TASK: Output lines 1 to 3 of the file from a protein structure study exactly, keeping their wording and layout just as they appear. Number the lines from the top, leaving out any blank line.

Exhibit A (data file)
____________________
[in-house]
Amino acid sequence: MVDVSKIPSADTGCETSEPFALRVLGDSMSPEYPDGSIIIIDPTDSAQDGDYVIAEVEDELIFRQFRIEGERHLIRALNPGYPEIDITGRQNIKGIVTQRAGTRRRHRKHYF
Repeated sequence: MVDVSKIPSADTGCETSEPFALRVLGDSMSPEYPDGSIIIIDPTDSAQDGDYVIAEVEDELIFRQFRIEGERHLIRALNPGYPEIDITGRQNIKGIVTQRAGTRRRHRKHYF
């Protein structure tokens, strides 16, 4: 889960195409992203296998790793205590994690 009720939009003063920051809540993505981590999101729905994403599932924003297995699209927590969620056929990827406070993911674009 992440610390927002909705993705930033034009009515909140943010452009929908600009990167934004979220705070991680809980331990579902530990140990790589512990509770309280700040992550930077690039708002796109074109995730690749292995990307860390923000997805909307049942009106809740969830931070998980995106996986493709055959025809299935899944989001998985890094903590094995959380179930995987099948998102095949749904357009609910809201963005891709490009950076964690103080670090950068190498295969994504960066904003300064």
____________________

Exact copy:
[in-house]
Amino acid sequence: MVDVSKIPSADTGCETSEPFALRVLGDSMSPEYPDGSIIIIDPTDSAQDGDYVIAEVEDELIFRQFRIEGERHLIRALNPGYPEIDITGRQNIKGIVTQRAGTRRRHRKHYF
Repeated sequence: MVDVSKIPSADTGCETSEPFALRVLGDSMSPEYPDGSIIIIDPTDSAQDGDYVIAEVEDELIFRQFRIEGERHLIRALNPGYPEIDITGRQNIKGIVTQRAGTRRRHRKHYF